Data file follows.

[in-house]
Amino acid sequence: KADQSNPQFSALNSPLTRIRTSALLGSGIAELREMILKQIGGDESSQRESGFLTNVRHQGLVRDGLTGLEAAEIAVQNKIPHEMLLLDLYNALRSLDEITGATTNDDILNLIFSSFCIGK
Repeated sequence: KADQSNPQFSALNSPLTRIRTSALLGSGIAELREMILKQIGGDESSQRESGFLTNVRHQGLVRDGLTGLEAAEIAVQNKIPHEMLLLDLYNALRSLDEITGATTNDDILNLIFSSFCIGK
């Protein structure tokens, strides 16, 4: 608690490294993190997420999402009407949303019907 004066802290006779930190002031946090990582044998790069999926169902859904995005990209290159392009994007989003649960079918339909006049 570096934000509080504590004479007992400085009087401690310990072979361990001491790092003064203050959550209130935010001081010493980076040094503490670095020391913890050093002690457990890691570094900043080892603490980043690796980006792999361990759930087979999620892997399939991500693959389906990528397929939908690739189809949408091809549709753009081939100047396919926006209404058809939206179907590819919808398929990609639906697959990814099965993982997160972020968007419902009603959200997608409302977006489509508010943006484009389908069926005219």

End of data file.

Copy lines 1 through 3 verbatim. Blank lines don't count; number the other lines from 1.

[in-house]
Amino acid sequence: KADQSNPQFSALNSPLTRIRTSALLGSGIAELREMILKQIGGDESSQRESGFLTNVRHQGLVRDGLTGLEAAEIAVQNKIPHEMLLLDLYNALRSLDEITGATTNDDILNLIFSSFCIGK
Repeated sequence: KADQSNPQFSALNSPLTRIRTSALLGSGIAELREMILKQIGGDESSQRESGFLTNVRHQGLVRDGLTGLEAAEIAVQNKIPHEMLLLDLYNALRSLDEITGATTNDDILNLIFSSFCIGK